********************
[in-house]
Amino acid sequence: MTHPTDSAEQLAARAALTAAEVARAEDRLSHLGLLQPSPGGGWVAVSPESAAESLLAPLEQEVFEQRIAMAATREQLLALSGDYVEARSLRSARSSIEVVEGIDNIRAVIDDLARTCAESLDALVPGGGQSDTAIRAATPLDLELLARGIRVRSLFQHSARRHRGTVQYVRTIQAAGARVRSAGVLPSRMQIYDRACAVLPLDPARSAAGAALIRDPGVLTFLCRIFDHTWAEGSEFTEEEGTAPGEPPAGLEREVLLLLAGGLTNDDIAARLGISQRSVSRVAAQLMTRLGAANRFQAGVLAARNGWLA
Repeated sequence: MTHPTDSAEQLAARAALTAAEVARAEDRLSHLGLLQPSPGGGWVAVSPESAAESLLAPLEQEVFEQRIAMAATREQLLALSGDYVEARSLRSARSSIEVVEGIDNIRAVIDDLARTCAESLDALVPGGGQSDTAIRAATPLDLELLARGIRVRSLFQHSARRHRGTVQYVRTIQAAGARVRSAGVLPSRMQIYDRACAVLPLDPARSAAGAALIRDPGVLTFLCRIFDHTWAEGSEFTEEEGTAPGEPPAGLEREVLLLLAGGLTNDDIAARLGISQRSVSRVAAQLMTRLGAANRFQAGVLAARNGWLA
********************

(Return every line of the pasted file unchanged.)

[in-house]
Amino acid sequence: MTHPTDSAEQLAARAALTAAEVARAEDRLSHLGLLQPSPGGGWVAVSPESAAESLLAPLEQEVFEQRIAMAATREQLLALSGDYVEARSLRSARSSIEVVEGIDNIRAVIDDLARTCAESLDALVPGGGQSDTAIRAATPLDLELLARGIRVRSLFQHSARRHRGTVQYVRTIQAAGARVRSAGVLPSRMQIYDRACAVLPLDPARSAAGAALIRDPGVLTFLCRIFDHTWAEGSEFTEEEGTAPGEPPAGLEREVLLLLAGGLTNDDIAARLGISQRSVSRVAAQLMTRLGAANRFQAGVLAARNGWLA
Repeated sequence: MTHPTDSAEQLAARAALTAAEVARAEDRLSHLGLLQPSPGGGWVAVSPESAAESLLAPLEQEVFEQRIAMAATREQLLALSGDYVEARSLRSARSSIEVVEGIDNIRAVIDDLARTCAESLDALVPGGGQSDTAIRAATPLDLELLARGIRVRSLFQHSARRHRGTVQYVRTIQAAGARVRSAGVLPSRMQIYDRACAVLPLDPARSAAGAALIRDPGVLTFLCRIFDHTWAEGSEFTEEEGTAPGEPPAGLEREVLLLLAGGLTNDDIAARLGISQRSVSRVAAQLMTRLGAANRFQAGVLAARNGWLA